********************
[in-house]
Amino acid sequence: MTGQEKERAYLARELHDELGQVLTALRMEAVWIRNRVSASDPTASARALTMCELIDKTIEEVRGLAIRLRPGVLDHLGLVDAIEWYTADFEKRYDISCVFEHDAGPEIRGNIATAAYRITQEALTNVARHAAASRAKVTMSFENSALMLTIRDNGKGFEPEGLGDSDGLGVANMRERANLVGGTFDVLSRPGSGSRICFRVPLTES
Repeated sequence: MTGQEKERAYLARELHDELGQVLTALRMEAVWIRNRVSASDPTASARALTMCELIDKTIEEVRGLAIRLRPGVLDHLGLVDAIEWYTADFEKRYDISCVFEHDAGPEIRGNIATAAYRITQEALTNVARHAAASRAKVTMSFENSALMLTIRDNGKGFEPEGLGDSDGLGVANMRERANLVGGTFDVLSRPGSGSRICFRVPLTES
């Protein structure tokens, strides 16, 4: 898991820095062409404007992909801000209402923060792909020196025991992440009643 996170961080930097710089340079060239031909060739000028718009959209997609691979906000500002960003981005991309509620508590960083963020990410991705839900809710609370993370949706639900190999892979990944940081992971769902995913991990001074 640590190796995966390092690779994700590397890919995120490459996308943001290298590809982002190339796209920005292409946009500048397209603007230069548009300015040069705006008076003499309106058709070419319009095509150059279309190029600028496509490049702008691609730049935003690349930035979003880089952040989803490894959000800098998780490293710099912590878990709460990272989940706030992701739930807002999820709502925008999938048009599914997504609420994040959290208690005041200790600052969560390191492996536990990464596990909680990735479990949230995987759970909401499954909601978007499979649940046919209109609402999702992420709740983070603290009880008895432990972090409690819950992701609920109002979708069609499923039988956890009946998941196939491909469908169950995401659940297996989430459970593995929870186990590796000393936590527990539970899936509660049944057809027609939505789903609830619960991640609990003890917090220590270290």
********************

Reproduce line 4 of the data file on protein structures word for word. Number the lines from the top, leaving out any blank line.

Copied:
């Protein structure tokens, strides 16, 4: 898991820095062409404007992909801000209402923060792909020196025991992440009643 996170961080930097710089340079060239031909060739000028718009959209997609691979906000500002960003981005991309509620508590960083963020990410991705839900809710609370993370949706639900190999892979990944940081992971769902995913991990001074 640590190796995966390092690779994700590397890919995120490459996308943001290298590809982002190339796209920005292409946009500048397209603007230069548009300015040069705006008076003499309106058709070419319009095509150059279309190029600028496509490049702008691609730049935003690349930035979003880089952040989803490894959000800098998780490293710099912590878990709460990272989940706030992701739930807002999820709502925008999938048009599914997504609420994040959290208690005041200790600052969560390191492996536990990464596990909680990735479990949230995987759970909401499954909601978007499979649940046919209109609402999702992420709740983070603290009880008895432990972090409690819950992701609920109002979708069609499923039988956890009946998941196939491909469908169950995401659940297996989430459970593995929870186990590796000393936590527990539970899936509660049944057809027609939505789903609830619960991640609990003890917090220590270290």